At Vermont Timber Works we still hand crafts all of our frames using classic timber framing tools like framing chisels, mortising machines, beam saws, peg drills, slicks and more.
While many other timber framers have started using automated equipment for fabrication, we have found that it is still better, and more accurate, to use hand tools.
For design, we use state of the art computer CAD programs and develop detailed shop drawings. Then we use cutting tools to fabricate each timber individually and precisely.
Scroll down the page to see some of the tools we use to fabricate custom timber frames.Have a Question?
CLASSIC POST & BEAM TOOLS
The following slides detail the different tools used to handcraft timber frames, from the beginning stages when the timber is still in log form, up to the final steps of using chisels and mallets to cut beam details.
LOGS GOING UP THE CONVEYOR TO THE SAW MILL
We buy our hemlock and pine timbers from local mills in Vermont and New Hampshire and our douglas fir timbers come from Oregon. In this picture, bark is being stripped from logs at a saw mill.
THE SAWS AT THE MILL
After their bark is stripped off, the raw logs are cut into square timbers. After being cut, the saw mill bands the timber together, loads it onto a tractor trailer truck and then ships it to our shop.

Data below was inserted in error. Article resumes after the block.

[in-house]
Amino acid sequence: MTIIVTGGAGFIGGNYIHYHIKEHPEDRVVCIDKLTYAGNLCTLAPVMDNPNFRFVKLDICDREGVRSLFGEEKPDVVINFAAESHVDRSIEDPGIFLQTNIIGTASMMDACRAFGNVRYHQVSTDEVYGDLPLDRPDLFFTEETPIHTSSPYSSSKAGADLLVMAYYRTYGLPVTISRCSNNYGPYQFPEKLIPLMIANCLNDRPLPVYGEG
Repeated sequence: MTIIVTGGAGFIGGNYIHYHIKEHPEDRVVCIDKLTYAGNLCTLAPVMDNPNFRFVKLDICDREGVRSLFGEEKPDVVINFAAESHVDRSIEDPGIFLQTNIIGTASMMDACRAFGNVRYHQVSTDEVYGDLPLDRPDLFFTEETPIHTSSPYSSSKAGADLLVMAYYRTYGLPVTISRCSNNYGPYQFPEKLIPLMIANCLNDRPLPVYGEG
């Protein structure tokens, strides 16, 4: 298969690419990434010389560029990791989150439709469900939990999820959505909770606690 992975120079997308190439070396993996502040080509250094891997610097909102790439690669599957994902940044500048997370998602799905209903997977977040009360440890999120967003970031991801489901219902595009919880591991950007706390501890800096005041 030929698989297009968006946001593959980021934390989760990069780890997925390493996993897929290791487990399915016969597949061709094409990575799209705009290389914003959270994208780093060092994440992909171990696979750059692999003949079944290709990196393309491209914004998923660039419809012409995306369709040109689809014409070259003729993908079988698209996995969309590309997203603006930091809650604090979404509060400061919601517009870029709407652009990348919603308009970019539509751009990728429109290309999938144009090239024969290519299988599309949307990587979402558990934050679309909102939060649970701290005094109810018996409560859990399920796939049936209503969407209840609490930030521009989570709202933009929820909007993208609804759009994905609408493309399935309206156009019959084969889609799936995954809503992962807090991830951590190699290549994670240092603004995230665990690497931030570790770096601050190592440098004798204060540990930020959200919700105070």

The timbers are brought into the shop laid out by hand using the CAD generated design drawings. Accuracy is assured by a triple checking process. We use traditional measuring tools for the layout, like a framing square, bevel squares, etc. It is the most exact way since every timber is unique.
Beam saws are used to cut the timbers to length, and to do angle cuts and compound cuts as shown here. Other hand tools used for cutting include japanese style pull saws, left handed worm saws, and a large band saw to cut curved beams.
All timbers are finished on all sides, including in the pockets and on the ends, before leaving our shop.
FABRICATED TIMBERS READY TO SHIP
Finished timbers are labeled according to their unique location in the frame.